I took a drink. Tiny strawberry flavored bubbles tickled my nose. Another small swig passed my lips before I handed the bottle back.
“There’s still time,” I said, unwilling to give up on his recovery just yet.
Phineas was already looking much better than he was just a few minutes ago. I was still holding out hope that the warmth of the fire and a little cordial would get him on his feet. It would take us longer to reach the inn from here in his injured state, but I was sure my friends would understand.
What I wouldn’t do for a number of potions or a healing spell. It was an oversight I fully intended to rectify just as soon as I reached a decent town.
“Aye.” Phineas took a larger swig and flashed me a half-smile. Then he placed the cordial by my side. “There’s always time. At least, until there isn’t. Now all I can seem to think about are the moments I wasted when I was certain I had more. Turns out, we don’t get infinite second chances.”
I felt the sting of truth in his words and my heart mourned the months I had missed before entering this world. Even just recalling the existence of memories I never got to experience filled my soul with bitter regret. I could almost feel them, or phantoms of them, at least.
There’s always time. At least, until there isn’t.
The ghosts of a thousand memories were heavy and left nothing but an overwhelming emptiness, the weight of which was growing increasingly harder to bear.
As far as second chances went… I remembered how it felt when I came to in the swamp after my return visit to the tutorial world. How Ayva had entrusted me with what I assumed to be her soul, her essence. How, despite everything, I was still faced with the prospect of losing the life or death battle against the Necromancer. I couldn’t expect any more do-overs. But that wasn’t all. There seemed to be something more, something that was harder to explain.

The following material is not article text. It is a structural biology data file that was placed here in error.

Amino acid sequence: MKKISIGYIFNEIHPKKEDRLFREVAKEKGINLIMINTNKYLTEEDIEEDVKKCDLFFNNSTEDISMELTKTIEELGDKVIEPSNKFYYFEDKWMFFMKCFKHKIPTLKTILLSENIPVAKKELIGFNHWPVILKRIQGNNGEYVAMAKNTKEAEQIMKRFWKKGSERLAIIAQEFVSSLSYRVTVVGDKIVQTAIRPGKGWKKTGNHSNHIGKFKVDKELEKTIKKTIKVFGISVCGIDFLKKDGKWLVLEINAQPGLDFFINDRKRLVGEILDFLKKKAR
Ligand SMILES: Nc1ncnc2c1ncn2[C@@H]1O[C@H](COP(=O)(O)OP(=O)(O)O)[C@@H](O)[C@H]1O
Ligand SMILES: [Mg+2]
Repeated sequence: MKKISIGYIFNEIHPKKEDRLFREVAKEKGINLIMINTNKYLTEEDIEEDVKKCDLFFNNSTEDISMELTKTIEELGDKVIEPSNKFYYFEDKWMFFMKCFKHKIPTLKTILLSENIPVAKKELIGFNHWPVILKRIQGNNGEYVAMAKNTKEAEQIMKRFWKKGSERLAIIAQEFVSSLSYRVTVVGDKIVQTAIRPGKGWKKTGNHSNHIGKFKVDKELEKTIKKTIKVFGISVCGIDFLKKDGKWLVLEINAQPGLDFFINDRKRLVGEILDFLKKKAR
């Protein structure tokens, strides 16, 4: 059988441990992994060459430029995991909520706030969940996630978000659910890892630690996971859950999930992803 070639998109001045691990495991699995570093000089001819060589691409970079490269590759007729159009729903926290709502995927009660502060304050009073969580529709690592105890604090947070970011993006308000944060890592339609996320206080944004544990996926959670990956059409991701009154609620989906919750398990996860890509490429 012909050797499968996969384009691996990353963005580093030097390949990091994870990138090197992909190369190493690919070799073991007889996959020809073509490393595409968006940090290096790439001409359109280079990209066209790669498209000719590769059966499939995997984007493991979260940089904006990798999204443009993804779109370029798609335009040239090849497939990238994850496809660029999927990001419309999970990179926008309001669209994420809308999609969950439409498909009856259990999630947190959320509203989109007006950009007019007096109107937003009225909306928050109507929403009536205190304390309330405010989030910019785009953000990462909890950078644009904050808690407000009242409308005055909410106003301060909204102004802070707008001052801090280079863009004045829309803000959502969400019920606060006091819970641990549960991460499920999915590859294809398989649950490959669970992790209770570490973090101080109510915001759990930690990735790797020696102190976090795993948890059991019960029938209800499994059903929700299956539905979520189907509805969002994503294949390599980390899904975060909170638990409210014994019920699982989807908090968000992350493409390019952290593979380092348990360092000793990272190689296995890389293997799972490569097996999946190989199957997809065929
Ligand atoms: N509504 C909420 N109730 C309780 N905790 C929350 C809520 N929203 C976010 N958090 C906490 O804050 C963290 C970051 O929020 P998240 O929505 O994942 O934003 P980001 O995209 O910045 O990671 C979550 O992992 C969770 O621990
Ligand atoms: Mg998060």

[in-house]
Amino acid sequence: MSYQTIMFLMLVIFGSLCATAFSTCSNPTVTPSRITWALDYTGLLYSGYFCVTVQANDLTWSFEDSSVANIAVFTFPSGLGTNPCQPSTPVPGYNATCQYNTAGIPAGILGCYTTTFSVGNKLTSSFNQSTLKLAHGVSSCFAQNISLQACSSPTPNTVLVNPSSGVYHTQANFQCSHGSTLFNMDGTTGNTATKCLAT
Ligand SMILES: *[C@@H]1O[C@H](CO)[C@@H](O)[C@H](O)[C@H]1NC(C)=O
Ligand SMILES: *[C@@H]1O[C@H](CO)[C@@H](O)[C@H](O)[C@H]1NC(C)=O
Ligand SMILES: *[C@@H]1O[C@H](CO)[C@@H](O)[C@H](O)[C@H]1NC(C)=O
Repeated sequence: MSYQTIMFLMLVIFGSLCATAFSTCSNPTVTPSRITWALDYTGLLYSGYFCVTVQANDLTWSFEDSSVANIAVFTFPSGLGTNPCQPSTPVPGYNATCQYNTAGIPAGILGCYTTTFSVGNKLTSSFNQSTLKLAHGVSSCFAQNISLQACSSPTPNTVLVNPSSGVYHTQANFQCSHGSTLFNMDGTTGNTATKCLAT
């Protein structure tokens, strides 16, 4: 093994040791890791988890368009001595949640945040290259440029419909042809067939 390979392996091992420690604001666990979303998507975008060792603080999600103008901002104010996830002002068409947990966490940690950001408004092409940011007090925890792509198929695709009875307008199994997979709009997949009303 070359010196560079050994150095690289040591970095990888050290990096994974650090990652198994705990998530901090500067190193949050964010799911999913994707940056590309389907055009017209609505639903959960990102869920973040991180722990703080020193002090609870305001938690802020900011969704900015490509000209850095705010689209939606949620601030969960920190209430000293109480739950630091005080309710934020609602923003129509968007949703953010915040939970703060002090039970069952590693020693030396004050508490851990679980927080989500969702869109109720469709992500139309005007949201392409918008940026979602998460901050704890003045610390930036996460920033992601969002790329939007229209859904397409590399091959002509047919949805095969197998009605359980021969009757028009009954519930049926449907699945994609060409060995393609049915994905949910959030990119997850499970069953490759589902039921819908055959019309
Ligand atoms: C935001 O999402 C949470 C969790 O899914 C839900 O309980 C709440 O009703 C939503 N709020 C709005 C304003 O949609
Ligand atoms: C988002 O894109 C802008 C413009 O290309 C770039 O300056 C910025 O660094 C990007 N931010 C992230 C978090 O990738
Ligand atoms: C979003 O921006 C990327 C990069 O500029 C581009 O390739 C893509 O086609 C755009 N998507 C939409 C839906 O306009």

When Roger told me the only successful upload of my consciousness had come from the scan during my first treatment at Cyberternal Industries, I couldn’t even begin to process what that had meant. Three months I had missed. Since that moment, I’d often wondered what the rest of my life must have been like.
Three months of memories. Memories I wished I could have had. What road could I have traveled in those months? Despite everything I once believed, it was a road that had led me here.
Perhaps if I could understand how I had come to the decision in the first place, I wouldn’t wonder about it quite so much. Even so, I no longer felt as lost in EndWorld Everlasting as I did when I’d first arrived.
Other Travelers had chosen this path and had time to research and prepare. There were subscription models based around securing this exact eventuality. As for me? I didn’t choose this, but it was my life now. A life I had come to appreciate in my own way. On my own terms.
At least I was learning, coming to grips with my fate, and accepting my new life. Phineas was right. There’s always time. At least, until there isn’t. The swamp taught me that the end could come too quick, even here in EndWorld Everlasting.
We sat in silence for a while, both of us staring into the flames, thinking our separate thoughts, and watching the warmth of the embers grow despite the coldness of our pain.
Two men. From two very different worlds. With two different stories. And yet we shared a very real kinship.